I had resigned myself to a Saturday night of preparing tax returns and doing laundry when a friend contacted me about extra tickets he had secured to the Regina Carter performance at the Folly Theater. I immediately took him up on his generous offer to hear one of new music's most promising talents. Patchchord published my review. My special tip for Happy In Bag readers: the sound at the high-ceilinged Folly is far superior in the balcony.


In an effort to spare you my undoubtedly tedious thoughts on the World Baseball Classic, spring training, fantasy baseball drafts and March Madness, I’m taking a blogger’s holiday. I'll return after the best week in sports concludes.

Wednesday, March 08, 2006

My Name Is Eve, I'll Be Your Server

I love eating the flesh of dead animals. Almost all my favorite Kansas City restaurants- including Marrakesh Cafe, Oklahoma Joe’s and Gates Bar.B.Q.- specialize in meat. The exceptions are Eden Alley and Blue Bird Bistro. While Bluebird is hip, Eden Alley is located in a church basement on the Plaza. The sound of the sanctuary's Montessori school emanates from a thin partition during lunch. Yet at Eden Alley, eating your vegetables is a pleasure, not a chore. Delicious food and positive energy are served in heaping portions. Just look at that beet salad.

Tuesday, March 07, 2006

I Loved This Man

I couldn’t be more excited about the World Baseball Classic. Baseball finally has a true World Series. I’m eagerly anticipating today’s game between Mexico and the United States.

Yet as far as I can tell, I’m the only person in Kansas City who cares. Baseball is an afterthought here, and its popularity is waning in the rest of the country.

Given the state of baseball, it’s sadly appropriate that the game’s best ambassador of my generation, Kirby Puckett, died yesterday. While 40-year-olds Roger Clemens and Barry Bonds continue to rack up mind-boggling statistics superior to Puckett’s career numbers, they’re unpleasant men.

Puckett was different. Not only did the stubby man not look like a star athlete, he didn’t act like one either. The title of his autobiography was I Love This Game! The statement was immediately apparent to all who saw him play with unbridled joy for the Twins in their frequent games against the Royals.

Sure, I’ll cheer for the sullen Clemens and the bitter Bonds today. They’re great players. But I don’t like them. I loved Kirby Puckett.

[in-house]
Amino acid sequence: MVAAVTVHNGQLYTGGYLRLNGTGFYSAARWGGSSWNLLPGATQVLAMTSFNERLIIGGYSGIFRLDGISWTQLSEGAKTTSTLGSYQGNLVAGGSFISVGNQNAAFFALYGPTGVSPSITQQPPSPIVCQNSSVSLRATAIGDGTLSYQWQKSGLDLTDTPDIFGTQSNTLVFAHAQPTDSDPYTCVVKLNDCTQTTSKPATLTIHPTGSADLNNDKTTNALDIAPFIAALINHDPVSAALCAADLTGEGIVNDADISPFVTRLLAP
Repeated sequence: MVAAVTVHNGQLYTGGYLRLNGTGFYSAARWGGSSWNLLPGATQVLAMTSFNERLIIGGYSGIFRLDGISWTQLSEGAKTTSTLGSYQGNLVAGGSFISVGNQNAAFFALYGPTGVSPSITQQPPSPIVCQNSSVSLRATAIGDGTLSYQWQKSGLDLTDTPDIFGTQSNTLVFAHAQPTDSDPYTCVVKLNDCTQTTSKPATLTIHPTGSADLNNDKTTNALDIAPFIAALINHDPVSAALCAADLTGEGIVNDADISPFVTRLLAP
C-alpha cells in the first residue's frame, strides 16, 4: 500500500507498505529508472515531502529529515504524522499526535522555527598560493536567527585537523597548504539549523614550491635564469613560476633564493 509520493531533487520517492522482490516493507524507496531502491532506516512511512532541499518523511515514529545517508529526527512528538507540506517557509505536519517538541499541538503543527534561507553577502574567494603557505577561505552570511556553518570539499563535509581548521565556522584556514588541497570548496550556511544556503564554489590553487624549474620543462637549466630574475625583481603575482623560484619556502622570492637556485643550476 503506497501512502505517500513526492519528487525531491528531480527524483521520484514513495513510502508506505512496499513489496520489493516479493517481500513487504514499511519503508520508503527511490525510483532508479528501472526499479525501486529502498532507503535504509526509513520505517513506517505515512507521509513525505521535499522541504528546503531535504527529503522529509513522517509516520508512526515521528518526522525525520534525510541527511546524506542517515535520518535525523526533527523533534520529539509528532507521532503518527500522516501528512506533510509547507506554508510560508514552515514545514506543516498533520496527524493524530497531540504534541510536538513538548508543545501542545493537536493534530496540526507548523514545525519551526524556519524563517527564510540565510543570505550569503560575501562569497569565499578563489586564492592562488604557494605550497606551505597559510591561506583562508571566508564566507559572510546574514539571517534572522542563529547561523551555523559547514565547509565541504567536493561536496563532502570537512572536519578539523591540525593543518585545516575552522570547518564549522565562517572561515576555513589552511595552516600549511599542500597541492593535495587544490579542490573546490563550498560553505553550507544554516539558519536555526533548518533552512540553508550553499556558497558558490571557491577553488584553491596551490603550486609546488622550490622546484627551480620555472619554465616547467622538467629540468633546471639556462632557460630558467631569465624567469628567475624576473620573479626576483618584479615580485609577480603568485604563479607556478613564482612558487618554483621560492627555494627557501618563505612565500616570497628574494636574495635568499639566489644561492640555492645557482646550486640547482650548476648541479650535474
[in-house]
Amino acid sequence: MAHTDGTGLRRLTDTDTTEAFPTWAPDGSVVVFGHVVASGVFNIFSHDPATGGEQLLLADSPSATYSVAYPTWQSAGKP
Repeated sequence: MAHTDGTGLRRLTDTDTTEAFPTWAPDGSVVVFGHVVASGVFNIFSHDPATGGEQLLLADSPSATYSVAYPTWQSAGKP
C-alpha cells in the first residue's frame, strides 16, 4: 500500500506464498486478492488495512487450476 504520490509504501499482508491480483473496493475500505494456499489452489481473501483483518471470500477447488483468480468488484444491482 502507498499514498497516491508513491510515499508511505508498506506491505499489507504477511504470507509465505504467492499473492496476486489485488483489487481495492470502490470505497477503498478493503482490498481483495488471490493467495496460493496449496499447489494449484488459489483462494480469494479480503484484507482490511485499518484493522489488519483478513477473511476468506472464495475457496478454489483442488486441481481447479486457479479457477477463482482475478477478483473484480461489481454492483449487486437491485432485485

Sunday, March 05, 2006

Giving You the Finger

It may be tacky, but I enjoy the downtown Marriott’s lighting display. There’s nothing subtle about it. A block west on 12th Street, Michael Rees’ Putto 2x2x4 dances on a video screen behind its imposing physical incarnation. There’s little nuance here, either. It’s just an exceptionally cool and fun work of art.

Friday, March 03, 2006

Way Out West

The most exceptional thing about Paulo & Bill’s is its location.

It’s run by smart operators, and they’ve tailored the establishment to its location at I-435 and Midland Drive. It’s the only upscale restaurant within five miles, and for years has been the default option for thirsty tie-wearing business people who toil in the industrial district to its east.

And boy, do they make you pay for it. A meal here would cover a week’s worth of burgers and tots at Sonic. While none of it’s great, it’s all good, including the PB&J chain’s popular Cobb salad pictured. The handsome bar that surrounds a fire oven may seem to see most of the interesting action, but dozens of million dollar deals are hammered out in Paulo & Bill's booths every year.

Thursday, March 02, 2006

I Am a Kansan

I am a Kansan.

I don’t mean that I’m a property value-watching, school district score-analyzing Johnson Countian, although I am. Nor I do mean that I invest an inordinate amount of my emotional well-being on the fate of a certain college basketball team. But I do.

A real Kansan has shoveled manure, baled hay, fed cattle and posted holes. He has dirt under his fingernails and disdains anyone who doesn’t work for a living. She’s distrustful of government, exceedingly reserved, and lives in a town like Claflin, Russell or Zenith.

A true Kansan is humble, austere and avoids gratuitous physical contact. Book learning and new technology are embraced, but ostentatious displays of physical beauty or prosperity are unacceptable.

While I don’t embody all these traits, the generations of Kansan blood running through my veins makes me feel guilty when I stray from my heritage. I won't get above my raising.

Wednesday, March 01, 2006

Remember That You Are Dust

The imposition of ashes is the defining act of my faith. The pitifully modest concessions I make for the Lenten season are nonetheless a severe test of my weakness. These small sacrifices miraculously restore my convictions. As the photo I took Friday at Indian Creek suggests, the possibility of new life- literal or metaphoric- beckons.